Speaking ahead of the SNS2020 conference Julia Pyke, nuclear development director at EDF, said Sizewell C will be accessible to local people and could provide jobs for life.
Hinkley Point C, is Sizewell C’s sister project. The Somerset power station is almost identical in design to Sizewell C – but construction has already started, Ms Pyke said it showed what sort of opportunities Sizewell C could bring to the east coast when construction begins in a few years time.
“One of the things the nuclear industry has really underplayed is that the people who run Hinkley today – they both started out as 16-year-old apprentices," said Ms Pyke.
“And that’s not a rare thing. There aren’t many industries which will take in kids at 16, and then they actually become the managing director of the biggest construction programme in Europe.
“It has this really transformative effect on people’s lives. I think sometimes people can find big projects inaccessible. But we are completely committed to making them accessible.
“We’ve got some brilliant stories from Hinkley of people who started off as a cleaner who’ve actually gone through training and become a crane driver. The lady who now runs the whole Hinkley concrete batching plant – I think she started as a cleaner.
“In a world where we’re facing quite a significant recession, you have an organisation which is really committed to helping people have careers – not just jobs. It’s something which people should be really pleased about for their kids. I would strongly encourage my own kids to go into it.”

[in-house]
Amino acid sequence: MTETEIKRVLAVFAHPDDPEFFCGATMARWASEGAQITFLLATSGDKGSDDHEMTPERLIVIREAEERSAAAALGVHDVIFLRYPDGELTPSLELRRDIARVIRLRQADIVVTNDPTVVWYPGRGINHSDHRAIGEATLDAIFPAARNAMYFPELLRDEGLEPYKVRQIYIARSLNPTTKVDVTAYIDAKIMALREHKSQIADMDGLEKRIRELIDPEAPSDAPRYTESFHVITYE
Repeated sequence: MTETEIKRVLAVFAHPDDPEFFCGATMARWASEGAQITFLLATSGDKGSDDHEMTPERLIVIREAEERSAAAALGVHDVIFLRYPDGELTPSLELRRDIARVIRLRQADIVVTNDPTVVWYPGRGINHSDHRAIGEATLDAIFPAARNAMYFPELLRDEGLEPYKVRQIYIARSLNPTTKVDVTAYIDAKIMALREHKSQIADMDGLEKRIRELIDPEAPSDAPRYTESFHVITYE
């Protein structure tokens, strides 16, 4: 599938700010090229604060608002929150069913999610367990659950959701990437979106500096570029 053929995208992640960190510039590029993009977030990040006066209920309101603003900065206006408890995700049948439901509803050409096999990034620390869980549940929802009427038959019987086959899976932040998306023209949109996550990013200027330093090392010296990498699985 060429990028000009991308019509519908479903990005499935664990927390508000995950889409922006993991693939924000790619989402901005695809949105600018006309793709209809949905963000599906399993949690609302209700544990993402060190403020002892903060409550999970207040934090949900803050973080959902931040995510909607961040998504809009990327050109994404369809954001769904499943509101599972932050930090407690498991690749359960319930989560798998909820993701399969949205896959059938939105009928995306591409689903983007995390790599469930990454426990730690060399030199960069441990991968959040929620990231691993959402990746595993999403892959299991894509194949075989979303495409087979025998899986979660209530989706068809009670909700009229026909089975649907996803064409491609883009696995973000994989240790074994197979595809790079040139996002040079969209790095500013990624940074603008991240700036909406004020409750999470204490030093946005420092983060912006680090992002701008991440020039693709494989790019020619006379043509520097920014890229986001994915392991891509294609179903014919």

An artist's impression of what Sizewell C will look like. Picture: EDF
Ms Pyke also believes that the nuclear industry could bring more jobs to the east coast than offshore wind has done.
“In construction, offshore wind has around 24% UK content – because the UK didn’t invest in making the turbines.
“But with nuclear: Hinkley has 64% UK content and with Sizewell Cwe are aiming for – and very confident of achieving - 70% and possibly more.
“And if we were to do further EPR projects after Sizewell there would be more again.
“In Hinkley we committed to spend £4billion in the local economy over the life of the project and we’re already at £1.7bn.
“So we would expect to do the same [with Sizewell]. In fact, the East of England probably has more opportunity in terms of construction contractors and manufacturers and by being closer to London.”
But Ms Pyke called for the energy sector to work together more closely and have an even greater impact on the economy.
“It’s about getting the energy sector to fit together,” she said. “Right across the board we need to work with our contractors and the colleges to make sure that people can move from one industry to another."
Ms Pyke also believes that working together could make the energy sector greener.
“Nuclear power stations make heat and in the UK we’ve always used about 30% of that heat to make electricity for the grid but we haven’t previously used the rest of the heat,” she said.
“If we started using the heat – for example, to make hydrogen – then there are some great solutions.
“We could work with people like ABP and Hutchison to create synthetic fuels for shipping. Joining up our thinking so that different bits of the energy sector work together – and then working with people like the ports businesses and aviation so that together we’re creating a system to produce things which are net-zero.
“We are pursuing discussions with other industry players around how we can best work together. It’s why organisations like EEEGR are so useful. They’re forums which bring together people from wind, oil and gas so that we can pool our current activities are so useful.”
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